Each year, on 1 December, people around the globe commemorate World AIDS Day. The world unites to support those living with HIV and to remember the ones who have lost their lives to AIDS. First observed in 1988, the day remains as relevant today. There is a critical need to raise awareness of the impact of AIDS on people’s lives, to end the stigma and discrimination and to improve the quality of life of people living with the virus.
It’s said that AIDS doesn’t spread by viruses but by ignorance and lack of awareness. Thus, as educated and considerate members of society, we must understand the condition, its implications and how we can help curb the spread of this deadly virus.
To understand what AIDS is and how a person gets it, we need to take a few steps back and familiarise ourselves with HIV. We all have heard of the prefix HIV being added before AIDS, but how many of us know why the disease is called so? Let’s dig in.
What is HIV?
HIV stands for Human Immunodeficiency Virus. Scientists suspect that Simian Immunodeficiency Virus (SIV) jumped from chimpanzees and mutated itself into HIV when people consumed contaminated chimp meat. HIV was rampant in Africa around the 1920s and migrated to other parts of the world over the course of the following decades. It was in the year 1959 that researchers first discovered HIV in human blood samples and it took another two decades for it to hit public consciousness!
Going by its name, this virus attacks our immune cells called CD4 cells. CD4 cells are a particular type of WBC called T-cells that circulate around the body, detecting infections, faults and anomalies in other cells.
HIV targets and infiltrates these CD4 cells and exploits them to create copies of themselves. Healthy cells are destroyed in this process which reduces the body’s ability to combat other infections and diseases. This increases the risk and impact of opportunistic infections and some types of cancer which we will discuss later in the article.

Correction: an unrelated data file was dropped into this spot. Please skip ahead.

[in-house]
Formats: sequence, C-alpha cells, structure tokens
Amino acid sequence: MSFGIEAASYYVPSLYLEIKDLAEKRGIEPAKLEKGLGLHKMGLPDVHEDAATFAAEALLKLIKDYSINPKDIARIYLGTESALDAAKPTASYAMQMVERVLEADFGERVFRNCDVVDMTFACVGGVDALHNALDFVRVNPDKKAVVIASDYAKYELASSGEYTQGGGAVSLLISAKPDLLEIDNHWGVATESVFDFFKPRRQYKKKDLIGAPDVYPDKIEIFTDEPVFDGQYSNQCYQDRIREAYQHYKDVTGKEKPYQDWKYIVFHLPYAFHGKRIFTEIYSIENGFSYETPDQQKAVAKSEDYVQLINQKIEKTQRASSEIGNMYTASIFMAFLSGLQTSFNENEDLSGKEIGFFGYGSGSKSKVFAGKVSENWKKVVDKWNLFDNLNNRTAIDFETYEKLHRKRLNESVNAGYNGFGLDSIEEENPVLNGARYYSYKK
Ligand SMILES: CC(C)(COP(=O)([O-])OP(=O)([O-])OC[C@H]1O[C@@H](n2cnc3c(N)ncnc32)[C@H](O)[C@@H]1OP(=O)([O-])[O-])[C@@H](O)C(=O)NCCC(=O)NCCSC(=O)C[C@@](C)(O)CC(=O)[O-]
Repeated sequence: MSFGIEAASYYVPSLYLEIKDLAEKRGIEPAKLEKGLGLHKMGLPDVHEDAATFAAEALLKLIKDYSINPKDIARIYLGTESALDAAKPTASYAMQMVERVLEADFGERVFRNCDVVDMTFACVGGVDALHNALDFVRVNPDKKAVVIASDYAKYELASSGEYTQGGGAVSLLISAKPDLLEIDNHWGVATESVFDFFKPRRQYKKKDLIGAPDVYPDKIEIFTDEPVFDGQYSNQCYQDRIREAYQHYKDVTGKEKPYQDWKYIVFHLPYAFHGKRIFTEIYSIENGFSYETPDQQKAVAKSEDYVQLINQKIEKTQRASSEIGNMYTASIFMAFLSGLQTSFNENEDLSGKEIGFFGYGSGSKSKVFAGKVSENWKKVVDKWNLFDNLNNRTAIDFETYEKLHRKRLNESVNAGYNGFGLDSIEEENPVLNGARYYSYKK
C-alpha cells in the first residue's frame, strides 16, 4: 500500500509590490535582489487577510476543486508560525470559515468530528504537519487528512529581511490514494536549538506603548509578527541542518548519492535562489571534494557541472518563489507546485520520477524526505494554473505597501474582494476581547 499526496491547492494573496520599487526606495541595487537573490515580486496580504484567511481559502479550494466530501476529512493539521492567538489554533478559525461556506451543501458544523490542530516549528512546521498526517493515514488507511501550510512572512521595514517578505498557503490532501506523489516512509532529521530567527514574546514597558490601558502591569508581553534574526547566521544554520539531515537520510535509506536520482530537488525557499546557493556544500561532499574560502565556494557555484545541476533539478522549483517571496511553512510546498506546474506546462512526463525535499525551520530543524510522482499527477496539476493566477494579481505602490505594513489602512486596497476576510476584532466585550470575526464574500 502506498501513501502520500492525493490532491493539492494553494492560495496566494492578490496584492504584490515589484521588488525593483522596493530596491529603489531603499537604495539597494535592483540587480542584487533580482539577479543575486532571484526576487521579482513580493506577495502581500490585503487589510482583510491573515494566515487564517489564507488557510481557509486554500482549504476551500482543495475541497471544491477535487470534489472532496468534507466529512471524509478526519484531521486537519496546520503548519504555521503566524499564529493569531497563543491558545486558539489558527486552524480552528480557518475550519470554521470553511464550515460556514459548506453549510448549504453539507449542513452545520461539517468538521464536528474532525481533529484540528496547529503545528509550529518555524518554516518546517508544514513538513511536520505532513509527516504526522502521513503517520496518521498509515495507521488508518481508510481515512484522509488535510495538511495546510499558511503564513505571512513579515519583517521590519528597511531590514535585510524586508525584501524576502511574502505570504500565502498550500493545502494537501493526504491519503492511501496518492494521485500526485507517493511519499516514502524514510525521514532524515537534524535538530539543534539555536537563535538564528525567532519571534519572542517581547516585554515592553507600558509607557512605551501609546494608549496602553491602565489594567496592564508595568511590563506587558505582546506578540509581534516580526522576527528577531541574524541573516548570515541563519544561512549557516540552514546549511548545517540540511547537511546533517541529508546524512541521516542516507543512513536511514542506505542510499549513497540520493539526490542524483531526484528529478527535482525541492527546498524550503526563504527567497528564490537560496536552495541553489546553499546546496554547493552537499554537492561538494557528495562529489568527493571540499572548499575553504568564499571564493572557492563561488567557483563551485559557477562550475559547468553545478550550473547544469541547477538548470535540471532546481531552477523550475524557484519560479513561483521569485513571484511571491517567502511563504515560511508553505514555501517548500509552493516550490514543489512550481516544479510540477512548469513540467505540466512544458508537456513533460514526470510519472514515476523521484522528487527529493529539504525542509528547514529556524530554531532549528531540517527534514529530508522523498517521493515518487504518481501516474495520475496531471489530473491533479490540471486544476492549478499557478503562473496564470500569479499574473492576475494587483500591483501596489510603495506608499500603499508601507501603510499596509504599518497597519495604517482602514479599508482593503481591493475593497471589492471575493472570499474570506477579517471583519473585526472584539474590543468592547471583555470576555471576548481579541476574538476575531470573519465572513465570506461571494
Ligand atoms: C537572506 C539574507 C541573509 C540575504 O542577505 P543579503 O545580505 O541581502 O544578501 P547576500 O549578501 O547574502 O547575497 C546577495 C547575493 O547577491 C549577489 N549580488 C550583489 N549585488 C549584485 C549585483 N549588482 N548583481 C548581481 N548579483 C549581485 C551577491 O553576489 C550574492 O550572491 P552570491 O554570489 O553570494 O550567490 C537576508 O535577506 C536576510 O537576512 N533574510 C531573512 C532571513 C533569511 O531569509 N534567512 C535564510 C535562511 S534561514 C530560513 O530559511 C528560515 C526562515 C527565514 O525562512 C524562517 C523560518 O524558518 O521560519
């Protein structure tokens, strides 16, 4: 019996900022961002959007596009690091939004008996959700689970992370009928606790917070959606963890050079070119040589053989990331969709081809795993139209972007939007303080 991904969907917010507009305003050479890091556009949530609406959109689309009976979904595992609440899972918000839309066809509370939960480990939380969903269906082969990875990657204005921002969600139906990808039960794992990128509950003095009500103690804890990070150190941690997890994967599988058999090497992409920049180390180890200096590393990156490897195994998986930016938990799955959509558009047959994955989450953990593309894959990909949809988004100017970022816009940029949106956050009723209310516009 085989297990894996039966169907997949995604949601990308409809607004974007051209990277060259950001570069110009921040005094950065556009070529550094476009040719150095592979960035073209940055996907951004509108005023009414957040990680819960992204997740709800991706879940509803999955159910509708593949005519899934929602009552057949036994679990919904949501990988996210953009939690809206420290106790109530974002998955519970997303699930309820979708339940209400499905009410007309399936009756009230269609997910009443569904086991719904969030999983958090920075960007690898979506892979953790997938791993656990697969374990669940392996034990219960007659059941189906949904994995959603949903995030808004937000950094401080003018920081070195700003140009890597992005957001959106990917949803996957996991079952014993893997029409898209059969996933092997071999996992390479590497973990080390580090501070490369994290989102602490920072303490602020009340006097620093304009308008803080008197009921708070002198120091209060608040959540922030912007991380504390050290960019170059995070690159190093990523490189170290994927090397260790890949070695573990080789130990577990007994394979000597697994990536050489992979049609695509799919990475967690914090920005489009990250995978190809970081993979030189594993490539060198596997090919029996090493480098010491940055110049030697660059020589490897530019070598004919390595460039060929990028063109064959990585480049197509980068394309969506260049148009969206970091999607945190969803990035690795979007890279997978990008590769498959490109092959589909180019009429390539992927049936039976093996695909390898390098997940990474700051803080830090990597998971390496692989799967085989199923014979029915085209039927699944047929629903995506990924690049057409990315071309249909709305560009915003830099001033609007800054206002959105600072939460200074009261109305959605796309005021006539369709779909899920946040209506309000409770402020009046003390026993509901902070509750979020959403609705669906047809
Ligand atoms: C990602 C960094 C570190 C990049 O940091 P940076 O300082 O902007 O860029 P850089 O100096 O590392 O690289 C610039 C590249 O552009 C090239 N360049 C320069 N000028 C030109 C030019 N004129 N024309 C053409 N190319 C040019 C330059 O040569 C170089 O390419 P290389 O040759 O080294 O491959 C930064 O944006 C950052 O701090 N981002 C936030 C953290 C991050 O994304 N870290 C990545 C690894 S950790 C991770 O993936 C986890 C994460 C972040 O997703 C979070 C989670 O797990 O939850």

So now that we know what HIV is and how it is detrimental to our health, let’s proceed to decipher its association with the notorious disease called AIDS.
Making Sense Of AIDS
AIDS stands for Acquired Immunodeficiency Syndrome and is the third and most advanced stage of HIV. While healthy adults generally have a CD4 count of 500 to 1,600 per cubic millimetre, a person diagnosed with AIDS has a CD4 count that goes below 200 cells per cubic millimetre.
Doctors also identify someone with AIDS if they have HIV and develop an opportunistic infection or cancer that’s rare in people without HIV.
We’ve been using the term ‘opportunistic infection’ without elucidating what it actually means. Thus, before we proceed any further, it’s our responsibility to explain what opportunistic infection means.
Understanding Opportunistic Infections
Stage 3 HIV, also called AIDS, reduces the body’s ability to fight infections and other associated complications. In this stage, latent infections that once caused minimally or no health problems can cause serious issues. These illnesses that use the favourable scenario to attack an otherwise healthy person are called opportunistic infections.
Some of the common opportunistic infections as stated by the Centre for Disease Control and Prevention are:
- Pneumocystis pneumonia (PCP): This is a type of fungal lung infection which occurs in people with weak immune systems. The first signs of infection are difficulty breathing, high fever, and dry cough.
- Tuberculosis (TB): It is a communicable disease which spreads through the air when a person with TB coughs, sneezes, or speaks. Breathing in the bacteria can lead to infection in the lungs signalled through cough, tiredness, weight loss, fever, and night sweats.
- Candidiasis (Thrush): It’s a fungal infection which affects the skin, nails, and mucous membranes throughout the body such as the mouth and vagina.
- Cytomegalovirus (CMV): CMV can infect multiple parts of the body and cause pneumonia, gastroenteritis (especially abdominal pain caused by infection of the colon), encephalitis (infection) of the brain, and sight-threatening retinitis (infection of the retina at the back of the eye). People with CMV retinitis have difficulty with the vision that worsens over time and leads to complete blindness if not treated promptly.
- Herpes Simplex Virus (HSV): HSV is a common latent virus that generally causes no major problems for people with a healthy immune system. However, at times the virus can get activated and cause painful sores in or around the mouth ulcers in or around the genitals or anus. In people with weak immune systems, HSV can cause infection of the breathing and swallowing tubes and even cause pneumonia.
- Mycobacterium Avium Complex (MAC): These bacteria live in our environment, including in soil and dust particles. Infections with these bacteria spread throughout the body and can be life-threatening in people with weakened immune systems.